The second cause to explain the inconsistence might be the observation time of "need for mechanical ventilation". Among the trials included, the observation time of "need for mechanical ventilation" were different. The time of observation of "failure of NIPPV or NCPAP" was "7 days after birth" in the study by Shi et al.  and "within the first 72hr of life" in the studies by Malakian et al.  and Zhu et al.  and Iranpour et al.  did not limit the observation time of "failed nasal support".
The third cause might be the initial setting and subsequent adjustment of respiratory parameters of NHFOV. Among the four trials included, the parameters were different.(table 2) To further verify the results, a summary of all clinical studies referring to NHFOV in newborn infants was made and it was shown in table 4. [35-38] According to the summary, four reasons were accessible. Firstly, according to the report of Mukerji et al.,  visible chest oscillation was not necessary because of elimination of CO2 during NHFOV also occurring in the upper respiratory airway deadspace; Secondly, the mean tidal volume was higher with I:E at 50% than at 33% (2.4 ml vs. 1.4 ml; P < 0.001);  Thirdly, the setting of respiratory parameters should also be adjusted according to diagnosis and purpose, and an example was that Luca et al. suggested different parameters boundaries for NHFOV use in BPD-risk and postextubation newborn infants.  Last, the classifications of respiratory failure should be considered. Insufficient removal of carbon dioxide was usually one of the most important causes to induce higher incidence of intubation. Therefore, besides amplitude firstly up-regulated, frequency should be adjusted within the reported ranges to avoid hypercarbia. [11,39]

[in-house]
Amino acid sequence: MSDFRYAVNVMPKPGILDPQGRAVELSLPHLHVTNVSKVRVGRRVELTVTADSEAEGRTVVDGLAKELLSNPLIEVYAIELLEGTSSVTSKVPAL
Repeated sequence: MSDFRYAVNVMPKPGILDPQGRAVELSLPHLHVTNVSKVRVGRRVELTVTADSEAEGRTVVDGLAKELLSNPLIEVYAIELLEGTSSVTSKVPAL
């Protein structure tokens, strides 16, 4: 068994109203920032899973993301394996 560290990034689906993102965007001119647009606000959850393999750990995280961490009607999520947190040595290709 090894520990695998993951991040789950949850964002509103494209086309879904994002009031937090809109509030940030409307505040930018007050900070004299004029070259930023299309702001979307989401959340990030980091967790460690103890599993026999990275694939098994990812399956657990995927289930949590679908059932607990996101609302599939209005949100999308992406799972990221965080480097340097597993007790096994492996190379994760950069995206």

Besides efficacy, safety is another important focus when NHFOV was used. Similar to other noninvasive ventilation, NHFOV could also result in side effects. In the four included studies, Malakian et al.  reported that there were no differences in traumatization of nasal skin and mucosa, air leaks, IVH, feed intolerance and time to full feeds between the two groups. And there were no relevant reports in the studies by ranpour et al.  and Zhu et al. . Shi et al.  indicated that the rate of thick secretions causing an airway obstruction was higher in the NHFOV group than in the NCPAP group(13.8% vs 5.3%; 95% CI of risk difference, 1.218 to 6.645; P = 0.018).
and it was consistent with the study by Fischer HS et al..  Other than, air-trapping and NEC were shown in the study of Czernik Cet al. 
The major limitations of the present study: 1) The included studies were mainly performed in the pre-ARDS era, and no ARDS was included. 2) The initial respiratory parameters of NHFOV were different among the four trials. 3) The assessment for secondary outcomes were not enough in the small sample size. They might induce potential bias, including restricted application scope. These problems could be overcome in additional studies according to the present data. Recently, we have organized a multi-centers, randomized controlled trials regarding comparing NHFOV and NCPAP as the respiratory support modes after extubation in preterm infants (NCT03099694), and the results could give us more reasonable explanations.
In summary, among preterm infants with RDS, NHFOV was superior to NCPAP with respect to reducing the risk of intubation as the primary respiratory support strategies in the early life. Larger trials are needed to verify the beneficial effects.